I would appreciate help showing the complexification of these Lie algebras are isomorphic:

$$\mathfrak{gl}(n,\mathbb{R})_{\mathbb{C}}\cong \mathfrak{u}(n)_{\mathbb{C}}$$

where $\mathfrak{gl}(n,\mathbb{R})= M_n(\mathbb{R})$ and $\mathfrak{u}(n)=\lbrace X\in M(\mathbb{C}):X+X^{*}=0\rbrace$

Revealing my ignorance, I especially am confused regarding the complexification of $\mathfrak{u}(n)$ since it already is comprised of complex matrices. And how can $\mathfrak{gl}(n,\mathbb{R})_{\mathbb{C}}$ be isomorphic to $\mathfrak{u}(n)_{\mathbb{C}}$ in view of the stipulation regarding elements of $\mathfrak{u}(n) $that $X+X^{*}=0$



Let $H_i$ denote the $n$-by-$n$ diagonal matrix with $1$ at the $(i,i)$-entry and $0$ elsewhere. For $i,j=1,2,\ldots,n$ with $i<j$, let $X_{i,j}$ be the matrix with $1$ at the $(i,j)$-entry and $0$ elsewhere, whilst $Y_{i,j}$ denotes $X_{i,j}^\top$. Note that the matrices $H_i$'s, $X_{i,j}$'s, and $Y_{i,j}$'s form a Chevalley basis of the Lie algebra $\mathfrak{gl}(n,\mathbb{C})$, noting that $$\mathfrak{gl}(n,\mathbb{R})_\mathbb{C}=\mathbb{C}\,\underset{\mathbb{R}}{\otimes}\,\mathfrak{gl}(n,\mathbb{R})\cong\mathfrak{gl}(n,\mathbb{C})\,.$$ (An isomorphism $\mathbb{C}\,\underset{\mathbb{R}}{\otimes}\mathfrak{gl}(n,\mathbb{R})\cong\mathfrak{gl}(n,\mathbb{C})$ should be easy to find).

A basis for $\mathfrak{u}(n)\subseteq\mathfrak{gl}(n,\mathbb{C})$ is given by $\tilde{h}_i$, $\tilde{x}_{i,j}$, and $\tilde{y}_{i,j}$ where $i,j=1,2,\ldots,n$ and $i<j$, where $$\tilde{h}_i:=\sqrt{-1}\,H_i\,,\,\,\tilde{x}_{i,j}:=\frac{1}{\sqrt{2}}\,\left(X_{i,j}-Y_{i,j}\right)\,,\text{ and }\tilde{y}_{i,j}:=\frac{\sqrt{-1}}{\sqrt{2}}\,\left(X_{i,j}+Y_{i,j}\right)\,.$$ Now, set $$h_i:=1\,\underset{\mathbb{R}}{\otimes}\,\tilde{h}_i\,,\,\,x_{i,j}:=1\,\underset{\mathbb{R}}{\otimes}\,\tilde{x}_{i,j}\,,\text{ and }y_{i,j}:=1\,\underset{\mathbb{R}}{\otimes}\,\tilde{y}_{i,j}\,.$$ Then, we see that the elements $h_i$'s, $x_{i,j}$'s, and $y_{i,j}$'s form a Chevalley basis of $\mathfrak{u}(n)_\mathbb{C}=\mathbb{C}\,\underset{\mathbb{R}}{\otimes}\,\mathfrak{u}(n)$. Consequently, an isomorphism $\varphi:\mathfrak{gl}(n,\mathbb{C})\to\mathfrak{u}(n)_\mathbb{C}$ is the linear extension of the assignments $$\varphi\left(H_i\right)=h_i\,,\,\,\varphi\left(X_{i,j}\right)=x_{i,j}\,,\text{ and }\varphi\left(Y_{i,j}\right)=y_{i,j}$$ for $i,j=1,2,\ldots,n$ with $i<j$.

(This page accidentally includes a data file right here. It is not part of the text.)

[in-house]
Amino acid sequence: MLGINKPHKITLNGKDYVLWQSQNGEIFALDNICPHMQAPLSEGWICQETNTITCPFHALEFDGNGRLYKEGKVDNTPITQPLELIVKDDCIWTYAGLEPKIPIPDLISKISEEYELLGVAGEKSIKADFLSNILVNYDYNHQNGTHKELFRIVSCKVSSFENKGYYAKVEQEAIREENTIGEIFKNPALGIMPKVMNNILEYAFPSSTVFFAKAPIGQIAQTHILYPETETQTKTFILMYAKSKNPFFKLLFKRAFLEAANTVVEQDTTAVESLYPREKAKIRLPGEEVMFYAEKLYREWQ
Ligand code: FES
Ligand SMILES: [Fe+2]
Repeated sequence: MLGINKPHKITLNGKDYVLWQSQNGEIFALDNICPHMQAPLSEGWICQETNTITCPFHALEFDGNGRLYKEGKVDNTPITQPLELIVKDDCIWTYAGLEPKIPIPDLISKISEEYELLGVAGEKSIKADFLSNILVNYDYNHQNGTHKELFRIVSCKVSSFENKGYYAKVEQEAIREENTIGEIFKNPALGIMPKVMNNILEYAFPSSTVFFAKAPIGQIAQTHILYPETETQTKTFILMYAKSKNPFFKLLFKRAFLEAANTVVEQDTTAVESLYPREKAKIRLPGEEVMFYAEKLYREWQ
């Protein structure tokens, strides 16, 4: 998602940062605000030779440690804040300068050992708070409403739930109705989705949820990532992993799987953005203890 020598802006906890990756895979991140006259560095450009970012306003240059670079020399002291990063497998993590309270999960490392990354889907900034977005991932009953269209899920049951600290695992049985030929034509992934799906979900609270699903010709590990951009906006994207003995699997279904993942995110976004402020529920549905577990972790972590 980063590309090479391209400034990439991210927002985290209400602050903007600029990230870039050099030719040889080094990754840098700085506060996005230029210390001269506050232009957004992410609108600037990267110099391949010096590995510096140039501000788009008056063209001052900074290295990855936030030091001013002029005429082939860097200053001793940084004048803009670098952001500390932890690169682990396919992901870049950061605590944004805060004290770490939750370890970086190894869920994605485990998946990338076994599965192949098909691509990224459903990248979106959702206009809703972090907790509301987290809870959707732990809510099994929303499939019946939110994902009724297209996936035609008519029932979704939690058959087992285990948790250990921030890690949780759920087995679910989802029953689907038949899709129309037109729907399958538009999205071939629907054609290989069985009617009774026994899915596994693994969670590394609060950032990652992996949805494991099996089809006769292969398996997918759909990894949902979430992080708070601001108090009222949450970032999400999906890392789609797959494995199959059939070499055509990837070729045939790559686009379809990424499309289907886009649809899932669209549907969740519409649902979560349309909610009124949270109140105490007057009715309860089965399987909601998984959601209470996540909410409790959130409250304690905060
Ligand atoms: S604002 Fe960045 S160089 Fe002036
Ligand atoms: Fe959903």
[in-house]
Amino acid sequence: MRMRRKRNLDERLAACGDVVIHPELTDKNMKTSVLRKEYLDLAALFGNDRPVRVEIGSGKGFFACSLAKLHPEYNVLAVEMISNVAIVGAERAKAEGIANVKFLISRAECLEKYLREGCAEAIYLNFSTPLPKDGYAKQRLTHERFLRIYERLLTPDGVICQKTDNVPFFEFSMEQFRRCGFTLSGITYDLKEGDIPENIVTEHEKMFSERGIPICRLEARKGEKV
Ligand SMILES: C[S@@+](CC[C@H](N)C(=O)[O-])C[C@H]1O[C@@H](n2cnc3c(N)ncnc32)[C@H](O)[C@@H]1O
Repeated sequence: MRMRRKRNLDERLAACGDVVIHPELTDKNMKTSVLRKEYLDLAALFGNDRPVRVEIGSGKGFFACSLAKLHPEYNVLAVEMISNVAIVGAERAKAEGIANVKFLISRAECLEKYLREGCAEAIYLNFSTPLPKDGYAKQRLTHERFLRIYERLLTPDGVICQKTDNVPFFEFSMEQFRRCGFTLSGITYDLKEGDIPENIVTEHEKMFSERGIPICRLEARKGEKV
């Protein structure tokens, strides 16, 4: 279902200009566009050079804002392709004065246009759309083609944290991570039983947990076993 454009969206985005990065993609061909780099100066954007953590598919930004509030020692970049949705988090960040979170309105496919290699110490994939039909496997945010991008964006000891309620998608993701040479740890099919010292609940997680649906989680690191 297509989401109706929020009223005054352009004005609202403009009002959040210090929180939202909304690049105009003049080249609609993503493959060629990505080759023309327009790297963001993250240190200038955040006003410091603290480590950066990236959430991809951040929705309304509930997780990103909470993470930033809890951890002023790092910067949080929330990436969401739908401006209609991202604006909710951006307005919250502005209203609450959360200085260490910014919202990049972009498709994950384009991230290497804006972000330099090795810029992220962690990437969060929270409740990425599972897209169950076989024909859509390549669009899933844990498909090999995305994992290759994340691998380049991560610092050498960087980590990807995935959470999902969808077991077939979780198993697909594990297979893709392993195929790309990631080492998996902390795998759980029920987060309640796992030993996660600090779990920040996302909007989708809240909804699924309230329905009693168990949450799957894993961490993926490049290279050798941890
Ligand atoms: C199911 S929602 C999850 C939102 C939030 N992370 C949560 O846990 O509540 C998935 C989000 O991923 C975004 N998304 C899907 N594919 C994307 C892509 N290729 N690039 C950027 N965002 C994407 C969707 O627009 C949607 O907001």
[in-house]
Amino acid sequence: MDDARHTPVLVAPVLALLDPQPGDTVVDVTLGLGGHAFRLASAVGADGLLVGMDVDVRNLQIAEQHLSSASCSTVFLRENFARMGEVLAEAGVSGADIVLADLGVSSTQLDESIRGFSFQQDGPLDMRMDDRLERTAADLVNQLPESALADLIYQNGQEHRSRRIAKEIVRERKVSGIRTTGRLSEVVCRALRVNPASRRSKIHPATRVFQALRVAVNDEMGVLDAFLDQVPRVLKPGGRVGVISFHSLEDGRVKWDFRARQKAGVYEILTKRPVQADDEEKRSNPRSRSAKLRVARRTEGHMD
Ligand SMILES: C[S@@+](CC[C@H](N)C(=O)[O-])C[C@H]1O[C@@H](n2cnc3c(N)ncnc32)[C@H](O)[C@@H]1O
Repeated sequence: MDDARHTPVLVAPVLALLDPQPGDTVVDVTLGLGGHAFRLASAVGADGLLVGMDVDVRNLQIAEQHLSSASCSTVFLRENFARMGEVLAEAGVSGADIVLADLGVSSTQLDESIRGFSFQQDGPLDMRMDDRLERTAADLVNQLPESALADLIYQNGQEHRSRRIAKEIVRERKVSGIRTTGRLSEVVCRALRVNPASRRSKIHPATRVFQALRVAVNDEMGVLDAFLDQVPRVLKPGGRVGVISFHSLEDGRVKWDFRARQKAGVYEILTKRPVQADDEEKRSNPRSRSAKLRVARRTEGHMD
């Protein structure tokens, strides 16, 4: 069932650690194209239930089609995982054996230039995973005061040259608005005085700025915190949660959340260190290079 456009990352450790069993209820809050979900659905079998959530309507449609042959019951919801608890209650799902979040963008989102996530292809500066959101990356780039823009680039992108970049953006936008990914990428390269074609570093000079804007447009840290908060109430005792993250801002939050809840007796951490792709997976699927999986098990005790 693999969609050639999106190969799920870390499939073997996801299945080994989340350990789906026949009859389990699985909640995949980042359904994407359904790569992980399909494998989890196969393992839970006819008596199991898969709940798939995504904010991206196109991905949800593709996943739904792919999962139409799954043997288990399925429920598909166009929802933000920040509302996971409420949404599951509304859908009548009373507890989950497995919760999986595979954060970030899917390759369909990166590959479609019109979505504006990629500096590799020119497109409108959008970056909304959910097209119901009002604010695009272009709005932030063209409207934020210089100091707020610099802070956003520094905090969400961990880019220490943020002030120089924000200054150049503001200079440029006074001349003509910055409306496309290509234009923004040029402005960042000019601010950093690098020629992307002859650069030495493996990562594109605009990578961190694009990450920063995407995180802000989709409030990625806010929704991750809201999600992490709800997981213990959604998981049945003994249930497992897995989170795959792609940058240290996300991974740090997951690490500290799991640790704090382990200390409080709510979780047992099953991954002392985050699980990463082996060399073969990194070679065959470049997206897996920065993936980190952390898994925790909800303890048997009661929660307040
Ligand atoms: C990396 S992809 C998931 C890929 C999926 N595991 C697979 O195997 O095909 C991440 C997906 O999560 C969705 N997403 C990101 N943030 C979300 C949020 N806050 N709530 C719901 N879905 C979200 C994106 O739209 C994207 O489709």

P.S.: I said something wrong. I called the bases I provided Chevalley bases, but they are actually not.

  • $\begingroup$ Thanks for your answer. Unfortunately it is somewhat over my head - especially the tensors. If I may say, the isomorphism was in a set of notes primarily for undergraduates in a Lie theory course. It was mentioned as "an easy exercise." Subsequently. $\mathfrak{u}(n)_{\mathbb{C}}\cong \mathfrak{gl}(n,\mathbb{C})$ was proved along the lines as you did with $\tilde{x}_{i,j}:=\frac{1}{\sqrt{2}}\,\left(X_{i,j}-Y_{i,j}\right)\,,\text{ and }\tilde{y}_{i,j}:=\frac{\sqrt{-1}}{\sqrt{2}}\,\left(X_{i,j}+Y_{i,j}\right)\,.$ $\endgroup$ – user12802 May 20 '17 at 23:31

This answer is incorrect - See comment below

In an attempt to answer my own question, can I not say that two finite dimensional vector spaces with the same dimension are isomorphic?

Thus $\dim \mathfrak{gl}(n,\mathbb{R})= \dim \mathfrak{u}(n)= n^2$ And their respective complexifications have dimension $2n^2$.

  • 1
    $\begingroup$ No, you can't. Isomorphisms of vector spaces are usually not isomorphisms of Lie algebras. So, you only know that the two Lie algebras are isomorphic as vector spaces, but that says nothing about their Lie algebra structures. For example, the Heisenberg Lie algebra $\mathfrak{H}(\mathbb{C})$ over $\mathbb{C}$ is $3$-dimensional, just as $\mathfrak{sl}(2,\mathbb{C})$. But they are not isomorphic, as $\mathfrak{H}(\mathbb{C})$ is nilpotent and $\mathfrak{sl}(2,\mathbb{C})$ is simple. $\endgroup$ – Batominovski May 23 '17 at 0:17

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